And if that’s true, it changes everything, right? We must be living our lives in light of the fact that Jesus could return at any moment. Or that our lives could end at any moment. Every day we have is a gift from God. Every moment we have in this life is a gift from God. Let me just say: that is the only healthy and mature view of time there is. Every moment is a gift. So, here’s the main thing this morning. This is it. Write this down, carve it into your heart and mind. This is the main thing from these five verses:  

The Main Thing: Our time is limited, so we give every moment to God.  

As believers in Jesus Christ, our goal must be to spend every ounce of energy and every moment He gives us for His glory. We see that at the end of verse 11: “To Him belong glory and dominion forever and ever. Amen.” He is worthy of every moment we have, and there is no greater joy than giving every moment for His glory.  

That is a healthy, mature, realistic view of time. So, what does that look like? Peter gives us some insight. He shows us three signs of a healthy view of time. These are three thermometers if you will. If we have a healthy, biblical understanding, these three things will be true of us.   

Three Signs of a Healthy View of Time

1. We are sober and steady. 

That might surprise you a bit. Because when we think of limited time, we think of rushing around and getting everything done, right?! You have a school project due tomorrow? You gotta finish it quick! You have a deadline at work? You’re gonna be stressed, perhaps neglect other things in your life for a time. Perhaps just generally, life in the 21st century is marked by chaotic movement and bouncing up and down and constantly trying to jump on the latest trend or scheme to find success. But when Peter writes about limited time, he goes in a completely different direction. Because we only have so much time, we must be sober and steady. Verse 7: “The end of all things is at hand; therefore, be self-controlled and sober-minded for the sake of your prayers.”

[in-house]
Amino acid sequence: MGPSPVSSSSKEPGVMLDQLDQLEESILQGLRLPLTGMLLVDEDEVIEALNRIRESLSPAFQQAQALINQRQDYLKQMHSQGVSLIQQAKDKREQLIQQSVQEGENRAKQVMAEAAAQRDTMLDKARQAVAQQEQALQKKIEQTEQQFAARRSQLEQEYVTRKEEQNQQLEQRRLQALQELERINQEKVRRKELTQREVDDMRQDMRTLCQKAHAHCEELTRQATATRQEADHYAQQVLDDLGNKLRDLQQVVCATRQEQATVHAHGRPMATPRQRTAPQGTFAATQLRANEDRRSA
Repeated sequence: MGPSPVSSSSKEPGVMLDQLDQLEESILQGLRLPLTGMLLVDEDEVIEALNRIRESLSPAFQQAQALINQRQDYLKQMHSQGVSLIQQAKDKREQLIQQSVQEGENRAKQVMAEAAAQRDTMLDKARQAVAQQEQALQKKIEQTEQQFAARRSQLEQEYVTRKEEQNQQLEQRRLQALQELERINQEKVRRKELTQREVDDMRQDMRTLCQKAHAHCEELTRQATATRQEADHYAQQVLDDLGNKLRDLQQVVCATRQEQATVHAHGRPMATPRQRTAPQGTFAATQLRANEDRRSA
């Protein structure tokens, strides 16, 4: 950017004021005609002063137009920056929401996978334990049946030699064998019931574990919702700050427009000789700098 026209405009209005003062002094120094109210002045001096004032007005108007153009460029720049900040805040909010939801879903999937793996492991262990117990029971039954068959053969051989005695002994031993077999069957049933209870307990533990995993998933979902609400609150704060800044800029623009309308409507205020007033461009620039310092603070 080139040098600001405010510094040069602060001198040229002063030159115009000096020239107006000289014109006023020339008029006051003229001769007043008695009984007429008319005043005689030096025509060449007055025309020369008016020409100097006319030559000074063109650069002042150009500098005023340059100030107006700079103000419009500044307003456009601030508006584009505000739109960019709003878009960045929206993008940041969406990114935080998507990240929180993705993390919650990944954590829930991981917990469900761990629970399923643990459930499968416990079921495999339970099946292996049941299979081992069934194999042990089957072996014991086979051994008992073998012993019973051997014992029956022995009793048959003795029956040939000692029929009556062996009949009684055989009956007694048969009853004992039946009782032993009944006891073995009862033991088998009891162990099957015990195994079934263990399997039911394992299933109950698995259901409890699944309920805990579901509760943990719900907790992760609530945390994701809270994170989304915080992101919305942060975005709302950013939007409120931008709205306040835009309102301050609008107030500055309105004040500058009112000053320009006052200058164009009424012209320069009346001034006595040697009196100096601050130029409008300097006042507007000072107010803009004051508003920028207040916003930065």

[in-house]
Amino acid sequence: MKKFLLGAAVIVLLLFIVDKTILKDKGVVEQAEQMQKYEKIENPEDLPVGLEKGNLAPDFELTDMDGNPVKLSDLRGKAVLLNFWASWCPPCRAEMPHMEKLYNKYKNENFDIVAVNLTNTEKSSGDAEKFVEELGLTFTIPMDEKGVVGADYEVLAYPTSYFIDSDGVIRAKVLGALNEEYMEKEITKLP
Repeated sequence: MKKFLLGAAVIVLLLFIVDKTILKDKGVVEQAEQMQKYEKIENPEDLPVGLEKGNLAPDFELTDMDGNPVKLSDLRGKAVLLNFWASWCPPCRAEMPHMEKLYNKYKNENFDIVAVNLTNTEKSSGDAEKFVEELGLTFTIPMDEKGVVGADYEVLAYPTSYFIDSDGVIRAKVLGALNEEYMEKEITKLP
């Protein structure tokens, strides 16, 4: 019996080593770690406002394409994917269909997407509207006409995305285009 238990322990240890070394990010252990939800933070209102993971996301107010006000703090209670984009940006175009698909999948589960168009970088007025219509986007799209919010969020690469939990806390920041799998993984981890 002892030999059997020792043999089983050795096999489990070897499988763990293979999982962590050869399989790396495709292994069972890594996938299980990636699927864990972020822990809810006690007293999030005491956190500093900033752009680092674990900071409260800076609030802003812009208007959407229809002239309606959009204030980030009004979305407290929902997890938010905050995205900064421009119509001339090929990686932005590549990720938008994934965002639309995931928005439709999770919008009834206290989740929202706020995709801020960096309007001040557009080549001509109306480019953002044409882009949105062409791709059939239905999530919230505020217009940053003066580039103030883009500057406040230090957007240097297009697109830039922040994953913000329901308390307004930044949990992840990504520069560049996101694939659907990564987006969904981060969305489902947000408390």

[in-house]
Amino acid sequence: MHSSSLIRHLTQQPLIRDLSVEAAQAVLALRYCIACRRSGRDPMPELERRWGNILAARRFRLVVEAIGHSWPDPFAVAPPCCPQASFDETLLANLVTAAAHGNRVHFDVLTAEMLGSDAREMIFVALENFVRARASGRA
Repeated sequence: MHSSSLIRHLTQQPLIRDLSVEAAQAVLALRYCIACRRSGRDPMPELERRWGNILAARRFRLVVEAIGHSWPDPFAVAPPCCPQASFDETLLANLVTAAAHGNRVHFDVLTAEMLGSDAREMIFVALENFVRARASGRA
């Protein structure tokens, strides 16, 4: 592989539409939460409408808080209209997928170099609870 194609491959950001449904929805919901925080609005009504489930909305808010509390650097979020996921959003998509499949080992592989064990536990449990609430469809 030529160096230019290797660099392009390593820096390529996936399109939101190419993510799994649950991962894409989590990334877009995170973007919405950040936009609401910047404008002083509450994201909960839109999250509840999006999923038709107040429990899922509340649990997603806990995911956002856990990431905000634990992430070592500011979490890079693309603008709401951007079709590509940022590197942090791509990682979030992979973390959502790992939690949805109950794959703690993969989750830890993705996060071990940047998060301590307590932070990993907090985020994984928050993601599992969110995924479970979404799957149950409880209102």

What does that mean? Well, certainly it means that we stay physically sober. We’re not involved in drunkenness and debauchery like mentioned back in verse 4. Instead, we’re sober and alert. But it’s also more than that. This is one of three times Peter writes of being sober just in this short letter, and he certainly does not only mean physical sobriety. He’s writing of spiritual sobriety. Instead of being deluded by the world and by sin, we are sober and awake. We’re not flailing about in a drunken stupor. Our eyes are focused on the truth. What truth is that? Our time is limited, and so we must give every moment to God.